“. . . You take for granted having a grocery store in your hometown – you really do,” he says. “Because when you have to load the whole family up and go and take an afternoon to go shopping, it really affects your life.”

Mastenbrook says many Forman citizens drove 30 miles across state lines to Britton, SD for groceries. Others drove to nearby towns such as Lisbon or Oakes to shop at other small grocery stores or larger chains. Some bought beef and pork directly from local farmers. He says people had to do what was necessary to get by.

The situation in Milnor and Forman is not unfamiliar to many people living in rural areas across North Dakota. Research from the United States Department of Agriculture (USDA) shows that in 2015, North Dakota, along with several other sparsely-populated states, had a greater number of communities that were not near a grocery store when compared to states with higher populations. Furthermore, data from Creating a Hunger-Free North Dakota demonstrates that about 28% of North Dakota’s rural grocery stores closed in towns with fewer than 2,100 people between 2013 and 2019.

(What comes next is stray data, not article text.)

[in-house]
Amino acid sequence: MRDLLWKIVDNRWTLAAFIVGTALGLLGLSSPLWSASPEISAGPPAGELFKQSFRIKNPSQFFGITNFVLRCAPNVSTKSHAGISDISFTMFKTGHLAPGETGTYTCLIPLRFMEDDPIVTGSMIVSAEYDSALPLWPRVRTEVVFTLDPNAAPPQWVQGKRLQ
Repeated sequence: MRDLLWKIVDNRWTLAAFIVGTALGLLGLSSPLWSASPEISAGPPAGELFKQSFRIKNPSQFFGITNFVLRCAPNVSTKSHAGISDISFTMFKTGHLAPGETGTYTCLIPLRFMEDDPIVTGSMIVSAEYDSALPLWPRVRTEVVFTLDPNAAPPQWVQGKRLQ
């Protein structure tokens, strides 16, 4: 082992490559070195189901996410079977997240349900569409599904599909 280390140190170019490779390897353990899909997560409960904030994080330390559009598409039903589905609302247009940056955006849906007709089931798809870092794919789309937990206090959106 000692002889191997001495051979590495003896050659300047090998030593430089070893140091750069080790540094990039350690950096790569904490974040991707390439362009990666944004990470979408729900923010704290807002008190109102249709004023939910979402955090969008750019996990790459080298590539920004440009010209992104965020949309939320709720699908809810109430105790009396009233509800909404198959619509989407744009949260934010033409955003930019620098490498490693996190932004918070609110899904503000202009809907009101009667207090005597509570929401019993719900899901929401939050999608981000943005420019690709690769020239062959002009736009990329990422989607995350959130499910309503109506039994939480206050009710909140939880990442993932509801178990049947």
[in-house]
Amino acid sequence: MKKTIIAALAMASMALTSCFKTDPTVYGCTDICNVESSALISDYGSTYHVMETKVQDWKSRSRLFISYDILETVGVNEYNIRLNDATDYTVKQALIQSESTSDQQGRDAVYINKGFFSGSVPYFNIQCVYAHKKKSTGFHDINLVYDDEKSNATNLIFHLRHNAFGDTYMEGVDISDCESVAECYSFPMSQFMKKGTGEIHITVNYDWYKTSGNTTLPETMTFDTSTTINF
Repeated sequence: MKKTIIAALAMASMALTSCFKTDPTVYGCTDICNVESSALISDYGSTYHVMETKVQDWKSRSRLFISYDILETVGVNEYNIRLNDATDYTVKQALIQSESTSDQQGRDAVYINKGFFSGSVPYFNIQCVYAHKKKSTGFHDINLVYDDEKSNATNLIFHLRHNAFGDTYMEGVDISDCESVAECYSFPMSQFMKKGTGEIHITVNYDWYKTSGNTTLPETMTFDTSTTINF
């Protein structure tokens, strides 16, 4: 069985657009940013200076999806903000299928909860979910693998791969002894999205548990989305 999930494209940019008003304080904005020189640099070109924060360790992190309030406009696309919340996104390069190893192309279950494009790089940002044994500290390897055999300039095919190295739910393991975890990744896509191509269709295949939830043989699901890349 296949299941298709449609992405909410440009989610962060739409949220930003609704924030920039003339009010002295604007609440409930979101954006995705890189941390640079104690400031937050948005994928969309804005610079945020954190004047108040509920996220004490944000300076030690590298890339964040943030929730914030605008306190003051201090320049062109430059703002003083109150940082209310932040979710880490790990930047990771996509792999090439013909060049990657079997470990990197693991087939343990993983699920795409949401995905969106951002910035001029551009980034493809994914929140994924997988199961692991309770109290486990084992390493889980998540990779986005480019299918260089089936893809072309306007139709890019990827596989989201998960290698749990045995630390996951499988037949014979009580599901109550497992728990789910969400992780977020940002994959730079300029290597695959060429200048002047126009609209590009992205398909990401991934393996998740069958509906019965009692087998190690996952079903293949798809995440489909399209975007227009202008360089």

When Forman Market shut its doors in May 2019, the FCDC sprang into action to reopen it. Because they didn’t own the building or the property, they had to acquire both from the creditor who held the title, which took about a year. They then searched for a grocer who was willing to buy and run the store. As it was in Milnor, this step proved difficult. Mastenbrook claims many potential buyers were not interested in buying a grocery store in a small town like Forman (population 504), especially one that had already gone out of business.